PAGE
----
Keep That Tap Handle! Curating Your Portfolio for Each Beer Buyer

While looking at barrels sold at the buyer level allows a brewery to prioritize key accounts, staying in contact with them and finding the right brands for those sellers to keep a tap handle on and even boost extra sales via targeted brand placing can mean lots of communication.

Being a sales staff of one with more than 800 accounts throughout Southern California, it is difficult for Boomtown Brewery to keep a consistent line of communication with all of its buyers.

To combat this, Sales Manager Chase Hawkins says that Boomtown always lets buyers know that if any issues should arise with its beers or if they have any questions regarding the brand, they can always reach out to him directly via phone or email at any time.

Because of the large number of accounts, Hawkins said they identify key accounts based on the number of barrels of beer they buy, on average, per month.

“We make sure to keep a consistent line of communication and strong relationships with, at the least, our top 100 accounts,” he said.

This line of communication can help connect with buyers to locate handles that may be in jeopardy of being replaced.

Hawkins added that the brewery’s distributor, Wine Warehouse, is also an incredible asset.

“They have a large sales staff and each rep has a concentrated territory of roughly 100 accounts,” he said. “Maintaining close relationships with these reps is paramount to be sure that we receive information on any placements that may be in jeopardy, so we can work with them as quickly as possible to discover why that placement is having challenges, and work to keep the placement.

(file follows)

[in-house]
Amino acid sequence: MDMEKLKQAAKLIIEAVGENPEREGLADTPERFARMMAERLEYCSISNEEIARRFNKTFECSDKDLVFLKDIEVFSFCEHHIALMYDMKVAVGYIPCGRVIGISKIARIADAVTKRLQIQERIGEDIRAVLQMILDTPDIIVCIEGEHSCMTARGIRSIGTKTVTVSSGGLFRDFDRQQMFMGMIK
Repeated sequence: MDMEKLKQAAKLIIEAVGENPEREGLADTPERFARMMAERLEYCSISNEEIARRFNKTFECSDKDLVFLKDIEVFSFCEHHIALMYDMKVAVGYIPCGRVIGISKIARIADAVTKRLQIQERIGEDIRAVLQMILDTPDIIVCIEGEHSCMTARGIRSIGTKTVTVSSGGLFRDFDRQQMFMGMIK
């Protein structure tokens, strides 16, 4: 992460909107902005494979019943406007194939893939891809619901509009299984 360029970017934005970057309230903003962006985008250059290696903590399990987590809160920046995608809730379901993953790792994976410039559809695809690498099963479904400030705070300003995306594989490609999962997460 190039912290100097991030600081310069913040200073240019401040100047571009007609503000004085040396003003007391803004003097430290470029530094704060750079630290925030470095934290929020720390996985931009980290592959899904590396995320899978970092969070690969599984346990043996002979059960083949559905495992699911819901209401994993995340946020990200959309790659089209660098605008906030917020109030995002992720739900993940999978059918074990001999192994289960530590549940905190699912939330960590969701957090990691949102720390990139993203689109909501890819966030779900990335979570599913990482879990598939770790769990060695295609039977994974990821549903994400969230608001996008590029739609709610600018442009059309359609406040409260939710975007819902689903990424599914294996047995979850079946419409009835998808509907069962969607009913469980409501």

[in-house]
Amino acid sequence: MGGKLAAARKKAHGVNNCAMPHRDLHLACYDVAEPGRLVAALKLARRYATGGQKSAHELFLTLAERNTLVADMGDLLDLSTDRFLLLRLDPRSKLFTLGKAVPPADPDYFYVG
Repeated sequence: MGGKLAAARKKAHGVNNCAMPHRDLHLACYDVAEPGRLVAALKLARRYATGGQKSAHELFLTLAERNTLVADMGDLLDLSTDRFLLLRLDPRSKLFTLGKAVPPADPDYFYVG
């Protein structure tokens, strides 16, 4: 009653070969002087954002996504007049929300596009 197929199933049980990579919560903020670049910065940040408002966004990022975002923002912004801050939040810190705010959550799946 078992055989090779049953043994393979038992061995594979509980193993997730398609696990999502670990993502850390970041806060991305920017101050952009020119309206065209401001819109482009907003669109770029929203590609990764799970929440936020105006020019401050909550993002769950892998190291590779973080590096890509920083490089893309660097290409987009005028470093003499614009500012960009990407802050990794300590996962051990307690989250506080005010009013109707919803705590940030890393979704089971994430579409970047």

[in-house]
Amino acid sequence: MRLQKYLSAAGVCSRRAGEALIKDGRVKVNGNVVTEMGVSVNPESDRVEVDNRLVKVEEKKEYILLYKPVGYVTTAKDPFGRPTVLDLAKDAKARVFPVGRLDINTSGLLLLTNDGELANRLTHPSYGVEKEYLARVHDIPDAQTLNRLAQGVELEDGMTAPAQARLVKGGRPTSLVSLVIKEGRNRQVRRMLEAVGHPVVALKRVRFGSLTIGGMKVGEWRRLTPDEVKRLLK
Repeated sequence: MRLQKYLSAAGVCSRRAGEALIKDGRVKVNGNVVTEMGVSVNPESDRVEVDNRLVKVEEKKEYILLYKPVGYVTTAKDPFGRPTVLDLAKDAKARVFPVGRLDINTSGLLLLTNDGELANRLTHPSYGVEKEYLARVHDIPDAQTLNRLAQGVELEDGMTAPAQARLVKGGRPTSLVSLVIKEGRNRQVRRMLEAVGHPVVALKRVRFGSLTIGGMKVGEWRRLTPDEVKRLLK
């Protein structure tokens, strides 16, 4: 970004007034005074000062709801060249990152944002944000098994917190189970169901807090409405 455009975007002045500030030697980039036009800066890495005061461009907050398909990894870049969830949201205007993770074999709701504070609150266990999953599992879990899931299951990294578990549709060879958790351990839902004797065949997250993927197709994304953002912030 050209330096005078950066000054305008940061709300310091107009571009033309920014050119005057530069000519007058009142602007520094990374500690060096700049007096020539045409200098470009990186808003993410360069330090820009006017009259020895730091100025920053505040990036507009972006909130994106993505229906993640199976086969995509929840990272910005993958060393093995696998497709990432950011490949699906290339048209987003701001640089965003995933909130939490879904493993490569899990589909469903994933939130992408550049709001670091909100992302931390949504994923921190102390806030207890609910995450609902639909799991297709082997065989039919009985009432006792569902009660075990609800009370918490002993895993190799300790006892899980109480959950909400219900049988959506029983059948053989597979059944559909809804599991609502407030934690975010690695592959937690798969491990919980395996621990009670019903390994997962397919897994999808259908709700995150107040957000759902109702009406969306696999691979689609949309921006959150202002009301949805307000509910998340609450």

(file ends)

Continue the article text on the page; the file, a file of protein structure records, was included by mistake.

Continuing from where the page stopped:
“If that is not possible, we will work to obtain a new placement at the account with a beer that will work better for them.”

He added that really, the only important thing is what the consumer at that establishment will enjoy.

“I’ve seen bars adamant on obtaining and rotating through the most esoteric beers possible when what their clients are really looking for is a dependable Lager/Pilsner and IPA on draft,” Hawkins said. “They are doing a disservice to their business by not providing this.

“On the other hand, I’ve seen accounts pouring large macro-brews that can be found at any grocery store or 7/11 when the clients in the area clearly want to be trying new, local beers.”

Showing a buyer that they aren’t providing the best possible beers for their clients can be tricky, but the goal, Hawkins said, is to guide them down a path that allows them to realize it for themselves.

“We are in the midst of a large shift in consumer philosophy that prioritizes small, local businesses producing crafted artisanal goods,” he said. “As a salesman, I’d be doing a disservice to the client and to our brewery to push a beer that won’t sell well there.”

He added that having a large array of beers offered year-round along with having interesting styles of beer for seasonal availability can make it easy to find a fit somewhere on a beer buyer’s tap and/or bottle and can list.

Be the first to comment

Leave a Reply

Your email address will not be published.